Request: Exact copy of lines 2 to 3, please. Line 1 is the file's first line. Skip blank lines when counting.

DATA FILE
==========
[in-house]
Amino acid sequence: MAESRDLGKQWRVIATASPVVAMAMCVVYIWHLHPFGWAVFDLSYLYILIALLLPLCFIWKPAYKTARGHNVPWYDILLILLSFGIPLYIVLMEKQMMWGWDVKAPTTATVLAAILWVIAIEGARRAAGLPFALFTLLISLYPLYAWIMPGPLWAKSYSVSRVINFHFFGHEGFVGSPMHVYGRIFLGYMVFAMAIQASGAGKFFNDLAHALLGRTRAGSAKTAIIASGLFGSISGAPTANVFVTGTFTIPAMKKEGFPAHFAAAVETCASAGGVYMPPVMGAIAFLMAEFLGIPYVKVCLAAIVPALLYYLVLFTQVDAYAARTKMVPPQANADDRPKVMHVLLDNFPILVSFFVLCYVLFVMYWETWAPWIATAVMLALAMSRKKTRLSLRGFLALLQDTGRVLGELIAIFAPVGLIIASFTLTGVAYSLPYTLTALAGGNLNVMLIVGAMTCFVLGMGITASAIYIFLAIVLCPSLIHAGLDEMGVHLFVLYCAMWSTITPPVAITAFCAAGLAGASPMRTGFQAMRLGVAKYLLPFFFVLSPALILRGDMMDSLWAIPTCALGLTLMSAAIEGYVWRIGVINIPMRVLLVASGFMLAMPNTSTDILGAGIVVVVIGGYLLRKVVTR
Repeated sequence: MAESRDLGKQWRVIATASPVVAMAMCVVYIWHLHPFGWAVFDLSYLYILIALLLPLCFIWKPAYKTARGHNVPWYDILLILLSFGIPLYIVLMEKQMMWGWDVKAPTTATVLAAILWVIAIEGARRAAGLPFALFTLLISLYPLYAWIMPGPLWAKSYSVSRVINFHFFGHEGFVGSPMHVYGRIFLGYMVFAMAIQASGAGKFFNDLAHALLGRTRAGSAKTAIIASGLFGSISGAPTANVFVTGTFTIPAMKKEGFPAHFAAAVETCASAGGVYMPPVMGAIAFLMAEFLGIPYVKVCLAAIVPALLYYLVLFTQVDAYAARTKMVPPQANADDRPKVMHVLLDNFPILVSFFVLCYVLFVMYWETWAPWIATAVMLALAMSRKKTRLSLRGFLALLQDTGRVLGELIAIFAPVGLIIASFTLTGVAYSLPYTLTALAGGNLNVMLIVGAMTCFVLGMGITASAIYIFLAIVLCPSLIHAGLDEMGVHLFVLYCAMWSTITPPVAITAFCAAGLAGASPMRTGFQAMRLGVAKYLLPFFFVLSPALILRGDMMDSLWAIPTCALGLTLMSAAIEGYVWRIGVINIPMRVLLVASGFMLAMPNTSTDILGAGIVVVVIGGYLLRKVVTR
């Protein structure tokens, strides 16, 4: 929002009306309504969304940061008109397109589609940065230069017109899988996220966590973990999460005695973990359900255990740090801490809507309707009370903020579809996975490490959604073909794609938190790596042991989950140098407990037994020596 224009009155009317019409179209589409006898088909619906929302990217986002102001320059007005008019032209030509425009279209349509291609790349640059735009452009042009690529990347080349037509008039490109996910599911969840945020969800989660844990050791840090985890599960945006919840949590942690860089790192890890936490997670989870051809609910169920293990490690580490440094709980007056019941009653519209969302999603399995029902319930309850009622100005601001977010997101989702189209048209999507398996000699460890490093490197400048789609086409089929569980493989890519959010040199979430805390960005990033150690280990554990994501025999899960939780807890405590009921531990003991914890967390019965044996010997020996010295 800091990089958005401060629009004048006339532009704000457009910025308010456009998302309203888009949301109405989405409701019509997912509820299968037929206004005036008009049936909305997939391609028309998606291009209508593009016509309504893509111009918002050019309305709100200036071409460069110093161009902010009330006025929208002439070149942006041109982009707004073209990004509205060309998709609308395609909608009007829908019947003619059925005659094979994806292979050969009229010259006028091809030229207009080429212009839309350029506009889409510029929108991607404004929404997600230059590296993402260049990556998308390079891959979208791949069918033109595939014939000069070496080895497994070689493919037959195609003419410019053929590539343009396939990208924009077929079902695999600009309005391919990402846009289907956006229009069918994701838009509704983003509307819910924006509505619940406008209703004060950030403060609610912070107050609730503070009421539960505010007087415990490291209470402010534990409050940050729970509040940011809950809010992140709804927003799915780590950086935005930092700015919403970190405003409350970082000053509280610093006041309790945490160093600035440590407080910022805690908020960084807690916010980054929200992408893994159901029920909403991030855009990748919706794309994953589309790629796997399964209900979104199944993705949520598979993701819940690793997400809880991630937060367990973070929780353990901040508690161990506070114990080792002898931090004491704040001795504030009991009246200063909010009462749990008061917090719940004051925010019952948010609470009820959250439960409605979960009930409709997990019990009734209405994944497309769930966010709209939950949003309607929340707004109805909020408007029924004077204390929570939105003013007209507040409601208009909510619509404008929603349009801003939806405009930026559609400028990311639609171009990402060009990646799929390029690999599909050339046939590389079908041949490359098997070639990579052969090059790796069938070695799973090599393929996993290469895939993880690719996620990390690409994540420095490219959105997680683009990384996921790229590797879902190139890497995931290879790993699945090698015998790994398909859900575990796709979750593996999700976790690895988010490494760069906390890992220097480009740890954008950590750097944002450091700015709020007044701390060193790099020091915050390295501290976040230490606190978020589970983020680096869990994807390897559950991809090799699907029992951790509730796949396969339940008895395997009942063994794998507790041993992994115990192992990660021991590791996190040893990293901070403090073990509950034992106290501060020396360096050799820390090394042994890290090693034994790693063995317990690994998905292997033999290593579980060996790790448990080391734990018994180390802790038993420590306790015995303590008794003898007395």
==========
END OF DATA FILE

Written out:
Amino acid sequence: MAESRDLGKQWRVIATASPVVAMAMCVVYIWHLHPFGWAVFDLSYLYILIALLLPLCFIWKPAYKTARGHNVPWYDILLILLSFGIPLYIVLMEKQMMWGWDVKAPTTATVLAAILWVIAIEGARRAAGLPFALFTLLISLYPLYAWIMPGPLWAKSYSVSRVINFHFFGHEGFVGSPMHVYGRIFLGYMVFAMAIQASGAGKFFNDLAHALLGRTRAGSAKTAIIASGLFGSISGAPTANVFVTGTFTIPAMKKEGFPAHFAAAVETCASAGGVYMPPVMGAIAFLMAEFLGIPYVKVCLAAIVPALLYYLVLFTQVDAYAARTKMVPPQANADDRPKVMHVLLDNFPILVSFFVLCYVLFVMYWETWAPWIATAVMLALAMSRKKTRLSLRGFLALLQDTGRVLGELIAIFAPVGLIIASFTLTGVAYSLPYTLTALAGGNLNVMLIVGAMTCFVLGMGITASAIYIFLAIVLCPSLIHAGLDEMGVHLFVLYCAMWSTITPPVAITAFCAAGLAGASPMRTGFQAMRLGVAKYLLPFFFVLSPALILRGDMMDSLWAIPTCALGLTLMSAAIEGYVWRIGVINIPMRVLLVASGFMLAMPNTSTDILGAGIVVVVIGGYLLRKVVTR
Repeated sequence: MAESRDLGKQWRVIATASPVVAMAMCVVYIWHLHPFGWAVFDLSYLYILIALLLPLCFIWKPAYKTARGHNVPWYDILLILLSFGIPLYIVLMEKQMMWGWDVKAPTTATVLAAILWVIAIEGARRAAGLPFALFTLLISLYPLYAWIMPGPLWAKSYSVSRVINFHFFGHEGFVGSPMHVYGRIFLGYMVFAMAIQASGAGKFFNDLAHALLGRTRAGSAKTAIIASGLFGSISGAPTANVFVTGTFTIPAMKKEGFPAHFAAAVETCASAGGVYMPPVMGAIAFLMAEFLGIPYVKVCLAAIVPALLYYLVLFTQVDAYAARTKMVPPQANADDRPKVMHVLLDNFPILVSFFVLCYVLFVMYWETWAPWIATAVMLALAMSRKKTRLSLRGFLALLQDTGRVLGELIAIFAPVGLIIASFTLTGVAYSLPYTLTALAGGNLNVMLIVGAMTCFVLGMGITASAIYIFLAIVLCPSLIHAGLDEMGVHLFVLYCAMWSTITPPVAITAFCAAGLAGASPMRTGFQAMRLGVAKYLLPFFFVLSPALILRGDMMDSLWAIPTCALGLTLMSAAIEGYVWRIGVINIPMRVLLVASGFMLAMPNTSTDILGAGIVVVVIGGYLLRKVVTR